How to Document Resolutions of Discrepancies Found While Verifying Income
When you verify a household’s income with employers or other verification sources, you may get information that contradicts what household members told you during the household’s certification or annual recertification. For instance, a household member may tell you that he gets $50 per month in disability payments. But when you verify those payments with the government, you may learn that the member actually gets $65 per month.
When discrepancies arise, you must resolve them by talking with the household member and the verification source to determine the correct figure to use. But this isn’t the end of the story. Those discrepancies may come back to haunt you later if a question arises during a state housing agency audit.
To make audits go smoothly and to protect yourself against liability, it’s important to take an extra step. After you resolve a discrepancy, write a memo explaining the discrepancy and how you resolved it and place it in the household’s file. We’ve put together a Model Memo: Explain Discrepancies to Make Audits Go Smoothly, which you can use as a guide when writing your own memos for this purpose.
How Memo Helps
If your state housing agency questions the information on a form or asks why certain information was changed, you need to be prepared with the answer. If you can’t explain to the agency how you handled discrepancies, the agency might question the entire certification or recertification and whether you did it accurately.
Remembering every discrepancy for every household and how it was resolved is an enormous burden. Documenting the information in memos saved in the household files removes that burden. Plus, the staff member who resolves a discrepancy may no longer be with your company when your state housing agency audits your site and raises questions. Keep in mind that state housing agencies audit sites throughout the sites’ 15-year compliance period. In an audit, you should expect that your agency will want to review your files dating back to year one.
When to Use Memo
Write a memo to a household’s file each time you resolve a discrepancy during that household’s initial certification or an annual recertification. Keep a copy of your memo in the appropriate household’s file when you finish. It’s best to attach your memo to the document it most concerns. For instance, if the discrepancy involved the amount of income listed on a household member’s military pay verification form, attach the memo to that form.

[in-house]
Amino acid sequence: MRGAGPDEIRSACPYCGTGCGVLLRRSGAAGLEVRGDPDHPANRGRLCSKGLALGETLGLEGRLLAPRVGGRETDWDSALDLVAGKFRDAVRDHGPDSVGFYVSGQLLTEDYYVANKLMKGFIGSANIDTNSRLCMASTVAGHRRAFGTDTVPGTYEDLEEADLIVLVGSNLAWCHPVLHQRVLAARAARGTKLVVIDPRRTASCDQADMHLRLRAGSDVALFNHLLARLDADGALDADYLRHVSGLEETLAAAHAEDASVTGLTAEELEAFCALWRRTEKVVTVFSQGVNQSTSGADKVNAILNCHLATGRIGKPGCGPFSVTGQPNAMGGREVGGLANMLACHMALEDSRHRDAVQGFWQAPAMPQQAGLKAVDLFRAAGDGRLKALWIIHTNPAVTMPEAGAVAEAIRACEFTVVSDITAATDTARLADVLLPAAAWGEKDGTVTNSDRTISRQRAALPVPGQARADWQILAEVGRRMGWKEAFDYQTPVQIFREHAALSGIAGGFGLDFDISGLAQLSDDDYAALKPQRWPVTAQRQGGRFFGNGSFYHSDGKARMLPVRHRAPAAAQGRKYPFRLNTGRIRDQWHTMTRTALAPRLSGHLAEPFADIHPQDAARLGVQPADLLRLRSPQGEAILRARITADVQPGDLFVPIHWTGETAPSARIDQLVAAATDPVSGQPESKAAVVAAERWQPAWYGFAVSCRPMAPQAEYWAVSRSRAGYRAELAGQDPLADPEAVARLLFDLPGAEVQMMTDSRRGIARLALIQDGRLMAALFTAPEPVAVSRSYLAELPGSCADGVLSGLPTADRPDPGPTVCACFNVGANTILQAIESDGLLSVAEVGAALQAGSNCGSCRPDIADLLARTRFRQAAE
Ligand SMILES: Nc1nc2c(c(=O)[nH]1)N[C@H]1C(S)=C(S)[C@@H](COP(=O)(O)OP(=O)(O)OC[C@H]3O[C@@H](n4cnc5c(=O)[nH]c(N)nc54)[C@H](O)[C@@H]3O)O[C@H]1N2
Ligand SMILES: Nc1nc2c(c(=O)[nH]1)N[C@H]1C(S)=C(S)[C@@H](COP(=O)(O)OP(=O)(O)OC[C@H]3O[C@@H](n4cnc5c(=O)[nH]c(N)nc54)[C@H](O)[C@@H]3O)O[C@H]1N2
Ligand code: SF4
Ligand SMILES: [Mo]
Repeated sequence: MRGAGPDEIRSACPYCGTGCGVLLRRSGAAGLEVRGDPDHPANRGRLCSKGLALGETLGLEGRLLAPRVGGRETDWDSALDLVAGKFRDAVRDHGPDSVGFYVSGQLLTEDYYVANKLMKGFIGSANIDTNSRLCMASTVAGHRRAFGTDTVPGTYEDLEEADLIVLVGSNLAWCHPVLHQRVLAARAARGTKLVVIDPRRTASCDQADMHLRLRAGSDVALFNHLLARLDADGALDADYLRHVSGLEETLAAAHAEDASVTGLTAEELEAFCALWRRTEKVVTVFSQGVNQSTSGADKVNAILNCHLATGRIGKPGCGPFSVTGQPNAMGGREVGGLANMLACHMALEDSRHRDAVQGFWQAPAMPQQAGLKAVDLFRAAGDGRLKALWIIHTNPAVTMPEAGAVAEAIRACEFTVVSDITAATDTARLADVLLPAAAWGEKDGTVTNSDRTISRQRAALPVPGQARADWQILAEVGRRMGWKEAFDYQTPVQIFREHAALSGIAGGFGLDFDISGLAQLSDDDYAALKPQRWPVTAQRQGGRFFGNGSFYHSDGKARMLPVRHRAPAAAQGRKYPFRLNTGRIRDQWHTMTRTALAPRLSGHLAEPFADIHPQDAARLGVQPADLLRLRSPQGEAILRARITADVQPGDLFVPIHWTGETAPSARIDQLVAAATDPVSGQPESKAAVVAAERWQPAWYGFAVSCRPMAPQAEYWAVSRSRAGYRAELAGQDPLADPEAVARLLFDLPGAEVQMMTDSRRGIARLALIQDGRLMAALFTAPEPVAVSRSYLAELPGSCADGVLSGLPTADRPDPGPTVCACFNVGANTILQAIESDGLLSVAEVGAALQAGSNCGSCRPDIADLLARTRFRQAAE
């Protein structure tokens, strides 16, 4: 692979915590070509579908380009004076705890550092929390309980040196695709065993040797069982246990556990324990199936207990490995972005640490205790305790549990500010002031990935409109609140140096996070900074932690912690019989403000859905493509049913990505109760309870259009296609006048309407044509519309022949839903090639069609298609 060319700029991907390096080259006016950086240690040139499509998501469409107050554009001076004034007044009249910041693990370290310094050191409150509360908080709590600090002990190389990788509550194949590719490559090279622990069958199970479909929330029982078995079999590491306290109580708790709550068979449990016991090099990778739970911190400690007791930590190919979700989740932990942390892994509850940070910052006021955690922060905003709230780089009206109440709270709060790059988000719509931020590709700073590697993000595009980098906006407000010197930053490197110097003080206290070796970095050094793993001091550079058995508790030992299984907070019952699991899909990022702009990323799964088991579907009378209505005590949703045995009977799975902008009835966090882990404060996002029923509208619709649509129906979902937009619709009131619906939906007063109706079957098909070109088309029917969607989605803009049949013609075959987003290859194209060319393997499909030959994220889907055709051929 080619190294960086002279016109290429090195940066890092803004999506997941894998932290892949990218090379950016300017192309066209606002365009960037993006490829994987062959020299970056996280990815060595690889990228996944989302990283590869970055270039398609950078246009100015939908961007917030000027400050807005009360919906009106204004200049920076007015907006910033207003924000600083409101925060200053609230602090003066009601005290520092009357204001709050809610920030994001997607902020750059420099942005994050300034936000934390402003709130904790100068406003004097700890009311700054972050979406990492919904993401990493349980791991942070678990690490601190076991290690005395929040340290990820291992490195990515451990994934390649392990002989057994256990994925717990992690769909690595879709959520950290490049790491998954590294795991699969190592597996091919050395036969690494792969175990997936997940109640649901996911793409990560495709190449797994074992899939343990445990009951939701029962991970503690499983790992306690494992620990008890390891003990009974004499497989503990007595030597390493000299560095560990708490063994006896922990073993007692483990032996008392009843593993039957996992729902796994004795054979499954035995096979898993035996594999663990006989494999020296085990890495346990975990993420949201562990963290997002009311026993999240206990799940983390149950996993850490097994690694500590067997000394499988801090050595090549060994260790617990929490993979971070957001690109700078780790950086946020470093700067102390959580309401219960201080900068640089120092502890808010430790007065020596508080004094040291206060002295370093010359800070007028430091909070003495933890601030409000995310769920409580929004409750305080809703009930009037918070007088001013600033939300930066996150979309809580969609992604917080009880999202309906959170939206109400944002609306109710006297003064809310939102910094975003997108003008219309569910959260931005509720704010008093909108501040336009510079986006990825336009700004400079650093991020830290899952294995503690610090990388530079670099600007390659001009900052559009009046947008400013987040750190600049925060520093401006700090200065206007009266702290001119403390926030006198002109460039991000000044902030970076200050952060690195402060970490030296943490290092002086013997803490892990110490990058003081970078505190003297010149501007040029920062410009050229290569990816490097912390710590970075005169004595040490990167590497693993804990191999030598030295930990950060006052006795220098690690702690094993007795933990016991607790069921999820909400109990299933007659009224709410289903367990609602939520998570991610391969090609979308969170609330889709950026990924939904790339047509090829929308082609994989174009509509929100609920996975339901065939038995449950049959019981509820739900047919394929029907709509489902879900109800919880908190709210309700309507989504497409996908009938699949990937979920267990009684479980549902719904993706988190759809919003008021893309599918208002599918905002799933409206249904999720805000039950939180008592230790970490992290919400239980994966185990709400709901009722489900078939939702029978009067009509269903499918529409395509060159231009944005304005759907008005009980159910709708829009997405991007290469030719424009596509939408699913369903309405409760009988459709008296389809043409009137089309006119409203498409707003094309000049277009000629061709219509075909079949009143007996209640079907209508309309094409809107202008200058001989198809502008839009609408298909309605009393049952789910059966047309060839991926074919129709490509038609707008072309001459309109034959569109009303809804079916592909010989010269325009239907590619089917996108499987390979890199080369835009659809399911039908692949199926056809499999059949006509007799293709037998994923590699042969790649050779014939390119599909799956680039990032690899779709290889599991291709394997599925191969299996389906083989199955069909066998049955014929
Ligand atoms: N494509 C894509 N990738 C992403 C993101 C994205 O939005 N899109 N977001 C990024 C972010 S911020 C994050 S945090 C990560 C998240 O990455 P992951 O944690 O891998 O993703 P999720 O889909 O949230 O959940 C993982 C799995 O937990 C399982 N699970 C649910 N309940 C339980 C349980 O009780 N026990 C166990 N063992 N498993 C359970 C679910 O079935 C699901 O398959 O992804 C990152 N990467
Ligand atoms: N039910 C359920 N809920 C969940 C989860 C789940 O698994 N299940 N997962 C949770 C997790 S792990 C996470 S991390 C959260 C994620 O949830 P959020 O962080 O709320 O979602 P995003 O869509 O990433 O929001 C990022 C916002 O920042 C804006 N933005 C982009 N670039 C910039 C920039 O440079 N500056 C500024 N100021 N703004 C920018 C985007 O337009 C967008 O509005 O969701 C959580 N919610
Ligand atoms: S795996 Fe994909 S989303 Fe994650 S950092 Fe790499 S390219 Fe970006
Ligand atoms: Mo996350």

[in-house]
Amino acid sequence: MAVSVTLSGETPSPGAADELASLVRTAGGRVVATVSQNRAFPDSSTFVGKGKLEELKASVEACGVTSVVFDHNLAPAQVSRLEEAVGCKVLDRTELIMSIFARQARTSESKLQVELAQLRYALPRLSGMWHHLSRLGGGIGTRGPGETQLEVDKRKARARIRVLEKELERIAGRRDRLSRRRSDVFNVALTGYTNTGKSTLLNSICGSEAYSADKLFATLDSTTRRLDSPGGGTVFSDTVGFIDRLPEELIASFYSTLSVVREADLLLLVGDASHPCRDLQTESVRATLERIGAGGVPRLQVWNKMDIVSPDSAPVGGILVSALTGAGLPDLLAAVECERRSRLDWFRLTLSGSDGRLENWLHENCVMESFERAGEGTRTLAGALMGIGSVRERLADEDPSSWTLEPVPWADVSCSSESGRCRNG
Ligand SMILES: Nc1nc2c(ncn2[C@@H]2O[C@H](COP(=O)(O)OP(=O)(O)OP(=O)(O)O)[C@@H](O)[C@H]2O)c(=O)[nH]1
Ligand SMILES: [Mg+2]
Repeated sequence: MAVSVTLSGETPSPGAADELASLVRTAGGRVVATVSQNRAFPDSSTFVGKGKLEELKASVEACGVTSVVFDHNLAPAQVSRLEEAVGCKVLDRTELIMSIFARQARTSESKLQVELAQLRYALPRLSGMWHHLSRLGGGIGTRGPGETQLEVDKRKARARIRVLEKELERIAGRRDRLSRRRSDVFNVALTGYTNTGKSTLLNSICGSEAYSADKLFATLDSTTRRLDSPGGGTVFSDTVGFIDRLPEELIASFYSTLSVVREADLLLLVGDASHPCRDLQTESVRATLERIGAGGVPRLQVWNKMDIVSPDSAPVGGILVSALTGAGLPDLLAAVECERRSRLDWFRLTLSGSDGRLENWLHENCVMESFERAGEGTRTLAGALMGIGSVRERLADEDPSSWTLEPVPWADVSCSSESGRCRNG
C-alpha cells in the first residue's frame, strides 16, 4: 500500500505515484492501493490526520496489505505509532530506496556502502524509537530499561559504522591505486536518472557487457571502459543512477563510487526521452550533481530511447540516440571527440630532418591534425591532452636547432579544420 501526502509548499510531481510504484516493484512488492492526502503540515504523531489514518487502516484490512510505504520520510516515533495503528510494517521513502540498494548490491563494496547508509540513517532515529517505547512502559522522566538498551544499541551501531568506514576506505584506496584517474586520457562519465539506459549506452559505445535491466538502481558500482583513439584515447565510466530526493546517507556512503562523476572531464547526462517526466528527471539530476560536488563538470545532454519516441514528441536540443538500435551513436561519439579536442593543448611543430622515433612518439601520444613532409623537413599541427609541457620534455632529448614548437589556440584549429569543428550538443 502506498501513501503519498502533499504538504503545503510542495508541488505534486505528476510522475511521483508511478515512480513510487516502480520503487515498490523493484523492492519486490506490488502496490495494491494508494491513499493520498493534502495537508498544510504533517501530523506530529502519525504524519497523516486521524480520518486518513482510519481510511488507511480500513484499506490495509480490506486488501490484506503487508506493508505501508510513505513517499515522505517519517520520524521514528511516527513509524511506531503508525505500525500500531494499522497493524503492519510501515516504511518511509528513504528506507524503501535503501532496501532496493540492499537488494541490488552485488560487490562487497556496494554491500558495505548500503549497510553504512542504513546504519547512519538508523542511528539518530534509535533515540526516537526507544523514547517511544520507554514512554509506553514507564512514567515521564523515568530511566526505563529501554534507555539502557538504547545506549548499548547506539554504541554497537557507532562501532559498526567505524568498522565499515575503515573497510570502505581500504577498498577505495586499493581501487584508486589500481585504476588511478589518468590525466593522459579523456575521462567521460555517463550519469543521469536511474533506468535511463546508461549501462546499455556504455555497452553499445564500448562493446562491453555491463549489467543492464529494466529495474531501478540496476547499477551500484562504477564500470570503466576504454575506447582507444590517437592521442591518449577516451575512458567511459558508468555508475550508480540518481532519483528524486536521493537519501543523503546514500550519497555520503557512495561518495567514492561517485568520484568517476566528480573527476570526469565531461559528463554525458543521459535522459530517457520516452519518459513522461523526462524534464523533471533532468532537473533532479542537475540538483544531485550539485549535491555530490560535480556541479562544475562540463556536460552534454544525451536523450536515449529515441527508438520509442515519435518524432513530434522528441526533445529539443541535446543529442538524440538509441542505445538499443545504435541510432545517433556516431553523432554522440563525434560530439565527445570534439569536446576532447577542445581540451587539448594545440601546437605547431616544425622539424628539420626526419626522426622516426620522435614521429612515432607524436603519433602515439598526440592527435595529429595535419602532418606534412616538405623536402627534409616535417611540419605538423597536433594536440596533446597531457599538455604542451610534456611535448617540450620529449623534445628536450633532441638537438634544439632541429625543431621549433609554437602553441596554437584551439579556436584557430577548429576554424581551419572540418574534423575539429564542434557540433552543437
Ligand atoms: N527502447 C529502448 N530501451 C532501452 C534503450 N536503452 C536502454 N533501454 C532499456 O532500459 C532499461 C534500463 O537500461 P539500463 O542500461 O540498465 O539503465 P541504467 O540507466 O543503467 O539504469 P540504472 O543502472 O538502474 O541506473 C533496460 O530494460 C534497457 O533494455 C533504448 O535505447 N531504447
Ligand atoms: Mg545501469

What Memo Should Say
Your memo, like our Model Memo, should include the following:
Household name. Identify the household by writing the name of the household and its unit number at the top of the memo.
Building number. Write the building identification number (BIN) to identify the building in which the household’s unit is located. Note that each building at your tax credit site must have its own BIN.
Date and staff member name. When you complete the memo, put the current date on it. This can show that you wrote the memo promptly after you resolved the discrepancy. Make sure your name appears on the memo, in case anyone looking at the memo has questions or needs to know who wrote it.
Description of discrepancy. Indicate what information or which figures were at issue. For instance, say that the discrepancy concerned the amount of income a household member earns from her weekend job. And give the conflicting figures you get from households and their verification sources.
Explanation of how you resolved discrepancy. Say what you did to resolve the discrepancy. For instance, say that when you showed the household member the verification you received, the household member realized that she was mistaken and told you that the verification source was correct.
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